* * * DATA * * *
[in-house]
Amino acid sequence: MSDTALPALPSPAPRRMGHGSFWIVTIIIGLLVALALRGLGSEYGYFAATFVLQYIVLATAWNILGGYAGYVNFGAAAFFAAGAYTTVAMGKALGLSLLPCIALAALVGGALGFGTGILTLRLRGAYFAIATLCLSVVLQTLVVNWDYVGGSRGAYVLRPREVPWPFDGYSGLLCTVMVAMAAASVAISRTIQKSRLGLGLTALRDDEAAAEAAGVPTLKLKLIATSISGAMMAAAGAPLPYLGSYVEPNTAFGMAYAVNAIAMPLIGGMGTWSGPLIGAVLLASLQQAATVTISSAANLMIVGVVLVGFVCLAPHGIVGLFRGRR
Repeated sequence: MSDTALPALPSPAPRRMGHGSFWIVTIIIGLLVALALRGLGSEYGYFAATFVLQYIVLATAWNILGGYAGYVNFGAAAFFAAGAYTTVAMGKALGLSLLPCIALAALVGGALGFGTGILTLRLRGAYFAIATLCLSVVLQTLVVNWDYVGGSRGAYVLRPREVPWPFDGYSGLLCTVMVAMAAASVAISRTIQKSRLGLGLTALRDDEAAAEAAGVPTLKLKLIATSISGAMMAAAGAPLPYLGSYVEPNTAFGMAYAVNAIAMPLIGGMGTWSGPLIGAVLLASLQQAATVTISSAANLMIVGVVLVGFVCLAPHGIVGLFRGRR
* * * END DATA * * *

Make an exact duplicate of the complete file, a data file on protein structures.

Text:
[in-house]
Amino acid sequence: MSDTALPALPSPAPRRMGHGSFWIVTIIIGLLVALALRGLGSEYGYFAATFVLQYIVLATAWNILGGYAGYVNFGAAAFFAAGAYTTVAMGKALGLSLLPCIALAALVGGALGFGTGILTLRLRGAYFAIATLCLSVVLQTLVVNWDYVGGSRGAYVLRPREVPWPFDGYSGLLCTVMVAMAAASVAISRTIQKSRLGLGLTALRDDEAAAEAAGVPTLKLKLIATSISGAMMAAAGAPLPYLGSYVEPNTAFGMAYAVNAIAMPLIGGMGTWSGPLIGAVLLASLQQAATVTISSAANLMIVGVVLVGFVCLAPHGIVGLFRGRR
Repeated sequence: MSDTALPALPSPAPRRMGHGSFWIVTIIIGLLVALALRGLGSEYGYFAATFVLQYIVLATAWNILGGYAGYVNFGAAAFFAAGAYTTVAMGKALGLSLLPCIALAALVGGALGFGTGILTLRLRGAYFAIATLCLSVVLQTLVVNWDYVGGSRGAYVLRPREVPWPFDGYSGLLCTVMVAMAAASVAISRTIQKSRLGLGLTALRDDEAAAEAAGVPTLKLKLIATSISGAMMAAAGAPLPYLGSYVEPNTAFGMAYAVNAIAMPLIGGMGTWSGPLIGAVLLASLQQAATVTISSAANLMIVGVVLVGFVCLAPHGIVGLFRGRR